How might you approach paper selection, if you are doing a similar project?

  1. If you plan to write on the paper stock, consider an uncoated sheet. A matte coated stock would be a good second choice. Writing on a gloss sheet is inconvenient at best. The ink smears off if you don’t press down hard enough to break through the paper coating. Dull coated stock is very smooth as well. If you want to write on paper, it really needs a bit of “tooth” or texture.
  2. Paper thickness is a consideration if you want a durable product. Assuming that most (or at least many) paperback books use 10 pt. cover stock, you might want to specify 12 pt. instead (or thicker). If you’re used to specifying 60# or 70# text and you want a thicker sheet for the book pages, consider 80# or even 100# text. Keep in mind, though, that the thicker sheet will yield a larger and heavier book. On the Internet, research the thickness of your chosen paper (PPI, or pages per inch) when you have determined the page count of your book. This will tell you exactly how thick your book will be. If your custom printing vendor will be mailing the book, its weight may be an issue.
  3. If you have any doubts at all, have the book printer request a paper dummy from the paper merchant. You will see immediately how much the print book will weigh, how thick it will be, and how the cover and text pages will feel if you specify a thicker paper stock.

How the Files Will Be Supplied to the Printer

My client has produced a prototype of the book in Photoshop. I am a bit concerned, and I have suggested that the text pages be recreated in InDesign. The collages that comprise the visual imagery of the book will be fine, since they can be placed in picture boxes in an InDesign book file. The resolution of the photo collages will be acceptable as long as they are 300 dpi. The text within the images should be fine as well, for two reasons. The text is part of a collage and hence artistic in nature. It is also large type, and at 300 dpi it should not show any pixellation.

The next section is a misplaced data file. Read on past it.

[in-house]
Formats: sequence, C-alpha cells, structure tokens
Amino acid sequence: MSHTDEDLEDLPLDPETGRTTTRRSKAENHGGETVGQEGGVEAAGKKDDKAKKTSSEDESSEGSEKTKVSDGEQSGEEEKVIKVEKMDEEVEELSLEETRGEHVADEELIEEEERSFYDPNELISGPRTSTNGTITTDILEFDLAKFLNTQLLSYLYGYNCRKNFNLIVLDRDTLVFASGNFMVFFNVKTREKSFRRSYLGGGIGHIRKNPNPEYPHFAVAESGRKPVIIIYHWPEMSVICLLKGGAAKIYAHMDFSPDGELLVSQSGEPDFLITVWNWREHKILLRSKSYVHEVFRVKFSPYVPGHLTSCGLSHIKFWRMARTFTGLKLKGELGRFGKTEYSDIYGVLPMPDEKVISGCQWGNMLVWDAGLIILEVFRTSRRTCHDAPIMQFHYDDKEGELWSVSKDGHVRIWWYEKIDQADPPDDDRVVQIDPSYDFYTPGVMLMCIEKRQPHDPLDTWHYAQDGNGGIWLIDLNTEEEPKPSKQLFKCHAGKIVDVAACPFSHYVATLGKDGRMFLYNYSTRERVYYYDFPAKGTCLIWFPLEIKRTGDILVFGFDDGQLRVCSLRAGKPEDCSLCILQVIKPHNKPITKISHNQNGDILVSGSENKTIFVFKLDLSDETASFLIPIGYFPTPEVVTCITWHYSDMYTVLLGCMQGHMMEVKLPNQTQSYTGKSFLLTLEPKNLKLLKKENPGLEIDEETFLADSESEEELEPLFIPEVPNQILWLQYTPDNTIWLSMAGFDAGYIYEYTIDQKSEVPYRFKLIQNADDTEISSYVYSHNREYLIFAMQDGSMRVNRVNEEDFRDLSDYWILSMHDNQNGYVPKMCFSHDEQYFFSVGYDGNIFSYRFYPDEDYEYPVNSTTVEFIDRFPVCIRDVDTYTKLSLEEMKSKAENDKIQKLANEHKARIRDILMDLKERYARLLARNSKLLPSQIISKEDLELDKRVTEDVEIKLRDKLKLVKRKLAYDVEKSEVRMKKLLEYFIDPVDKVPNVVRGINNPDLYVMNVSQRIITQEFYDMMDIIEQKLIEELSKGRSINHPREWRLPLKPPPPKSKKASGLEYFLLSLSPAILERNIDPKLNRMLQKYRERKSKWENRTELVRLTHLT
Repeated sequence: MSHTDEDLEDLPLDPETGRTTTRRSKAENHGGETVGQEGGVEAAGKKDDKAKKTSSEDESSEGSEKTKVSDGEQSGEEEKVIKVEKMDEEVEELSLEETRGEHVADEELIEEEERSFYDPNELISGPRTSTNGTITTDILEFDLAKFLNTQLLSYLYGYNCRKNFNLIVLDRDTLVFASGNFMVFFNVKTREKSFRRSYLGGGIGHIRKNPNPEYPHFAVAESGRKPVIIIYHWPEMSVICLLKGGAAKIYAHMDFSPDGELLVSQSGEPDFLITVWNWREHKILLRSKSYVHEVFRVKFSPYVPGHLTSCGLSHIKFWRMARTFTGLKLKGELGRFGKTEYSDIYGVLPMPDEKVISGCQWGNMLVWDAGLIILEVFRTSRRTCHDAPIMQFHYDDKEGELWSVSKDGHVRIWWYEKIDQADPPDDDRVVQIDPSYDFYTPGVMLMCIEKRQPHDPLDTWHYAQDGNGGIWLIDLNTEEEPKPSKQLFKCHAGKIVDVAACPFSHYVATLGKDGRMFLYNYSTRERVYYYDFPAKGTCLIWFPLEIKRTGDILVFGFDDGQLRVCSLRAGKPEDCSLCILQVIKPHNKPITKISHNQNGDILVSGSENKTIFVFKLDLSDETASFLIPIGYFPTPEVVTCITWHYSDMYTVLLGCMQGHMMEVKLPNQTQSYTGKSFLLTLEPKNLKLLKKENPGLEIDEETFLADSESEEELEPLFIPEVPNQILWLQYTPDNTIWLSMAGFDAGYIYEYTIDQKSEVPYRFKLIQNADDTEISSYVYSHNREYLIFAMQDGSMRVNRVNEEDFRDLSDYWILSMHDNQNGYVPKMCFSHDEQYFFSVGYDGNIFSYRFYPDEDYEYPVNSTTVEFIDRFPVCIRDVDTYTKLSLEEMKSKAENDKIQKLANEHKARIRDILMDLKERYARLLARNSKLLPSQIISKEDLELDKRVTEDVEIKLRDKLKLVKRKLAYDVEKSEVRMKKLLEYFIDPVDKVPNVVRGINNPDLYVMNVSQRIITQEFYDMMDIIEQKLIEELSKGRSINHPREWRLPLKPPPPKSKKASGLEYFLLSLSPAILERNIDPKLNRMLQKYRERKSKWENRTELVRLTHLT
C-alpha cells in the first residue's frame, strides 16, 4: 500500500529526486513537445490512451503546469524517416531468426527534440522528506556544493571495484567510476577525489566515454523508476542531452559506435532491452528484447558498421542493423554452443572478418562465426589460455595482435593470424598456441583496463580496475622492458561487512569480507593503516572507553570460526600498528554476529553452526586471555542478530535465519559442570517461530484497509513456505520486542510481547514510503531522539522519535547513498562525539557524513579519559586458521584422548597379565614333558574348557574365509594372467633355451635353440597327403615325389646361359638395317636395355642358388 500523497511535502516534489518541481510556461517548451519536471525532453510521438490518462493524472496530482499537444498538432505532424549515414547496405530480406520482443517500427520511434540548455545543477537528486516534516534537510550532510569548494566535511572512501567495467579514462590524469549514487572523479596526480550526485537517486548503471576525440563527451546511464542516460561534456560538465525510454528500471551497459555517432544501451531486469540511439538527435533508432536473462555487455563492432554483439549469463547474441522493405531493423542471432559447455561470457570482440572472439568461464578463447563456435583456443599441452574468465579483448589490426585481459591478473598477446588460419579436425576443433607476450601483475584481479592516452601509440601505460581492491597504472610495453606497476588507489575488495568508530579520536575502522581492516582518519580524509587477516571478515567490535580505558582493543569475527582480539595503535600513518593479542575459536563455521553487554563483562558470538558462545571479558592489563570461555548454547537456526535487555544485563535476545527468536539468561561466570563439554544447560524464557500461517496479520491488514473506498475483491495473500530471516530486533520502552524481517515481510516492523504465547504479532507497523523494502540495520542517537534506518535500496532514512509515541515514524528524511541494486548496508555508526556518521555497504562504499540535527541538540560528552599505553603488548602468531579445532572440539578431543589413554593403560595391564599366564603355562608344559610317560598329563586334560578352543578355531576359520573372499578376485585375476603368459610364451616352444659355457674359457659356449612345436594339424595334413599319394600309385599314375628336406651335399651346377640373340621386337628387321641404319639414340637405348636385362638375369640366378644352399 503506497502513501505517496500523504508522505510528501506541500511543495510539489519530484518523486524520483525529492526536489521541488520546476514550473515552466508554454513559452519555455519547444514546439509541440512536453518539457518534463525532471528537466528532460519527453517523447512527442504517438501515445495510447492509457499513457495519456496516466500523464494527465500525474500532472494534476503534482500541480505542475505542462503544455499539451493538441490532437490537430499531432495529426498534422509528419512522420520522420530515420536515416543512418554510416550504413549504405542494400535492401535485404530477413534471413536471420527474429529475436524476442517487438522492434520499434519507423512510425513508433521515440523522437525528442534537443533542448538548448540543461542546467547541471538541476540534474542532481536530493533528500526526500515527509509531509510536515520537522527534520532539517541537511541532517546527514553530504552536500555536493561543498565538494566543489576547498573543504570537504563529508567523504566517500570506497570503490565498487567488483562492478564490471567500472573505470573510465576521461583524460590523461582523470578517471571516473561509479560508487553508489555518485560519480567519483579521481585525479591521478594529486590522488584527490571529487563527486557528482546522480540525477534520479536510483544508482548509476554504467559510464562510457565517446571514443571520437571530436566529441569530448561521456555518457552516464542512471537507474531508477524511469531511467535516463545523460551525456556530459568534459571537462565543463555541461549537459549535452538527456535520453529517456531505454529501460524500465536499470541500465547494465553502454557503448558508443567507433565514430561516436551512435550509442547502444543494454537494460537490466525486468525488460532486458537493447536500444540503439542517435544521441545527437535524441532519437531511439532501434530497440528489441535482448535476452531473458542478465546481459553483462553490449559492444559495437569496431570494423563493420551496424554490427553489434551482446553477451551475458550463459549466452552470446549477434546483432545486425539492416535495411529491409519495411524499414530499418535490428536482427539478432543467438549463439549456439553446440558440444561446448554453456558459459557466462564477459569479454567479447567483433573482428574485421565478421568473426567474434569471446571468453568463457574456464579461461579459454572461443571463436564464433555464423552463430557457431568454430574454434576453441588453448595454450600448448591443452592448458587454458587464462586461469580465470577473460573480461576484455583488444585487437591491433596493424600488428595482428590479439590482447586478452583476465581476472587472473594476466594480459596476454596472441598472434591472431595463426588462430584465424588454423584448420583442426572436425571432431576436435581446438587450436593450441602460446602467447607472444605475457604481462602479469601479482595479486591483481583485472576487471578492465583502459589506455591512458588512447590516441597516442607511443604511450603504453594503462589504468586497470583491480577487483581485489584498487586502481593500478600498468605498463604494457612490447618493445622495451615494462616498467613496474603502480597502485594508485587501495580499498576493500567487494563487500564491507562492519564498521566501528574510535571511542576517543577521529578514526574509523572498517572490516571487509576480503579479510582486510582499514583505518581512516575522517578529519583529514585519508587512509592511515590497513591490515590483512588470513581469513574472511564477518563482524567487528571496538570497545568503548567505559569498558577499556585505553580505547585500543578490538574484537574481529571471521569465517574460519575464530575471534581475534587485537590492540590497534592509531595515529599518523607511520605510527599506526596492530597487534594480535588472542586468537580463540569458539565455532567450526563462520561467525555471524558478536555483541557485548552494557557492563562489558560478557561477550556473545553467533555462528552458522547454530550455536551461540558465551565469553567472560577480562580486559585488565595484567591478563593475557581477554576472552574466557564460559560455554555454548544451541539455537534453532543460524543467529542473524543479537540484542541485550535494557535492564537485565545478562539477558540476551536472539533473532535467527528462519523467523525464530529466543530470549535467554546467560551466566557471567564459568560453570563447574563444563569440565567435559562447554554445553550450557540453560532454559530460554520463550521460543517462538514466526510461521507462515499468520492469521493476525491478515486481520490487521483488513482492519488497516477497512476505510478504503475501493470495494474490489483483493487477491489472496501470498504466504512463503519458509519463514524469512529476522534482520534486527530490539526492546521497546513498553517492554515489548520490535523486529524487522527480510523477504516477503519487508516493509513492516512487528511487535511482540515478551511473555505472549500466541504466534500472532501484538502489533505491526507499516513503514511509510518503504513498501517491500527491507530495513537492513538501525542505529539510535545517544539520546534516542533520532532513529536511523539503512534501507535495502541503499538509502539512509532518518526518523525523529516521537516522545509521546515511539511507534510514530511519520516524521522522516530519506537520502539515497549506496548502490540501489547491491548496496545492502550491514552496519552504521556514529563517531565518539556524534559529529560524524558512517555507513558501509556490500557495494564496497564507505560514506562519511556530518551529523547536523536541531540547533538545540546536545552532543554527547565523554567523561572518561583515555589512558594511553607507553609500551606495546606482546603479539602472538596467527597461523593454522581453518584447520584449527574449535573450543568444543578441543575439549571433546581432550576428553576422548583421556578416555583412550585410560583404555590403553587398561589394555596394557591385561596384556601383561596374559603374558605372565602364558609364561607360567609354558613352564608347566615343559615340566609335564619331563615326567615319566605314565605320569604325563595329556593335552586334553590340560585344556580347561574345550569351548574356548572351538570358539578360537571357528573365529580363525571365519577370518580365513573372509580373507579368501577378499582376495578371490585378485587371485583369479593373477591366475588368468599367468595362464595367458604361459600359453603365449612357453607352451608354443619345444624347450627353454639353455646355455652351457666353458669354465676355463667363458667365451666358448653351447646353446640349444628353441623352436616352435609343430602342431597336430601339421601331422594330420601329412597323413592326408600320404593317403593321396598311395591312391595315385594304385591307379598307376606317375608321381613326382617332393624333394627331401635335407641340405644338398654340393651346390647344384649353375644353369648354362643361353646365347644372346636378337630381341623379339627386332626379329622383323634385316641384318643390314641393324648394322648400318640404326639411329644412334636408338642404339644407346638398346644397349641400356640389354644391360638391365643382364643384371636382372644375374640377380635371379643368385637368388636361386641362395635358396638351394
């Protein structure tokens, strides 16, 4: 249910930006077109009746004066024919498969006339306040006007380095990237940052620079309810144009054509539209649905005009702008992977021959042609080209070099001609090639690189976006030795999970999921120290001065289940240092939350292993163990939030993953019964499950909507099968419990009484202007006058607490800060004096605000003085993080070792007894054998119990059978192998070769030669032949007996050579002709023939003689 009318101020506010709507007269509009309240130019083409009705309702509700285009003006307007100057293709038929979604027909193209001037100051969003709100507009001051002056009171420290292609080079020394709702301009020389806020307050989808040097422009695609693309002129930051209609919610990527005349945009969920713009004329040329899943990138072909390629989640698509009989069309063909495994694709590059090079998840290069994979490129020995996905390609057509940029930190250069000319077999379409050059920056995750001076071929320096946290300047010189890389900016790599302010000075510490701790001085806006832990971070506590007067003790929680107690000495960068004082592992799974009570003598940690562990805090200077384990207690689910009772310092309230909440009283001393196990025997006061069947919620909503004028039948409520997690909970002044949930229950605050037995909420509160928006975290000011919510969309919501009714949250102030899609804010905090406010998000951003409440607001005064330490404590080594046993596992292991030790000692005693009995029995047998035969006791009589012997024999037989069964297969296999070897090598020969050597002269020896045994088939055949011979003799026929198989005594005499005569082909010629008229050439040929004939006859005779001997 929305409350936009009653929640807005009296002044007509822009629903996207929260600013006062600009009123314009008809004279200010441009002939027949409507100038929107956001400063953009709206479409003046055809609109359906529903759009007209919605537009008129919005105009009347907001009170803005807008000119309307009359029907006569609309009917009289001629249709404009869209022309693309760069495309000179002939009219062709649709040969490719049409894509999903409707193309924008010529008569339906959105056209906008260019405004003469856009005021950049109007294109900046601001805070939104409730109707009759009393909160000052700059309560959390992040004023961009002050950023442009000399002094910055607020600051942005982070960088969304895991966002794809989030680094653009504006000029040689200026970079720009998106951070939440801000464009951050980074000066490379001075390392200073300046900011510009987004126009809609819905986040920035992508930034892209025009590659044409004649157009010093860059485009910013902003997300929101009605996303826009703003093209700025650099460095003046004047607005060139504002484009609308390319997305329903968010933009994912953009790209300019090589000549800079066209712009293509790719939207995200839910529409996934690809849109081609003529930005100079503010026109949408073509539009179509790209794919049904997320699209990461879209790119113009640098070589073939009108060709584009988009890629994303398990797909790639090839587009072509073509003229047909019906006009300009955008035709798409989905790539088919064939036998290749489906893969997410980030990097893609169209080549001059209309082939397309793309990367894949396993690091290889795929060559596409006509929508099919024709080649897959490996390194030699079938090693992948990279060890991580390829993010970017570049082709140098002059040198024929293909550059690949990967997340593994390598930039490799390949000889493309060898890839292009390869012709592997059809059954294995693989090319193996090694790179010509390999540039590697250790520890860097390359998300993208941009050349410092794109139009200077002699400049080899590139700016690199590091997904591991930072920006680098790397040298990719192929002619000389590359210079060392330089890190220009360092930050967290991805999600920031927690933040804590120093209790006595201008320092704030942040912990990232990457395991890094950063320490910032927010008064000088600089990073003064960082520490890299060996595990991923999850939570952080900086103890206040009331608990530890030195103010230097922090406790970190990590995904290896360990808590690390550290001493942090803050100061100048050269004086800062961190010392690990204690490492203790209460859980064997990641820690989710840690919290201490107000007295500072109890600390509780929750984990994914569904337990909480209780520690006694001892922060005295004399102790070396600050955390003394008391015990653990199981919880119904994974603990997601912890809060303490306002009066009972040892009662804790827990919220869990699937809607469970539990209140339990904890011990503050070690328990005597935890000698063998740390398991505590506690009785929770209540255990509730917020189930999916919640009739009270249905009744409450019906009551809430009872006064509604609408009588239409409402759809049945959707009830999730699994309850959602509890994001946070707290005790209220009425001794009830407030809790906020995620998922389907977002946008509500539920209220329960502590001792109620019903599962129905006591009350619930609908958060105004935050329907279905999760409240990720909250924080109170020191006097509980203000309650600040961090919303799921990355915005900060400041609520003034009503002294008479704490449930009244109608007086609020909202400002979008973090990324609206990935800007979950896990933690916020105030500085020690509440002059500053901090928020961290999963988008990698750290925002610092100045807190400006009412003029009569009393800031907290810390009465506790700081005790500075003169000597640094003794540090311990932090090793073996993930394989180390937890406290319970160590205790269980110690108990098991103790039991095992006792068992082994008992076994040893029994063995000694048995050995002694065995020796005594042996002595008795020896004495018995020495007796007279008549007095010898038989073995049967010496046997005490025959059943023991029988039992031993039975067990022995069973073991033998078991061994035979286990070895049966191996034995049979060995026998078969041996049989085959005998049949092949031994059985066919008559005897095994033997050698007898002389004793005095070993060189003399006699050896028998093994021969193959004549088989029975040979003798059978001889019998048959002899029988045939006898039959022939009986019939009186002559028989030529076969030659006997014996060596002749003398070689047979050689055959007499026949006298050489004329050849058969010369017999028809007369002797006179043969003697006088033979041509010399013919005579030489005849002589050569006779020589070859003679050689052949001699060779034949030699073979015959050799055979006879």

That said, text for the non-image areas of the book would be better prepared in InDesign, since the type will then render at the highest resolution of the commercial printer’s imagesetter or platesetter.

What can you learn from this?

  1. Create images in a bitmap editor like Photoshop, and do your page design with page-composition software. It is possible to do single page documents in Photoshop, or even Illustrator, but for multi-page documents in which text needs to be crisp and precise, InDesign is the preferred software package.
  2. If you have collages in your book incorporating text and images, do these in Photoshop. Use the vector type layers for the text to maintain its high resolution. Do keep in mind, though, that the file may need to be flattened (all the layers merged into the background layer) before rasterizing the file for the book printer’s imagesetter or platesetter.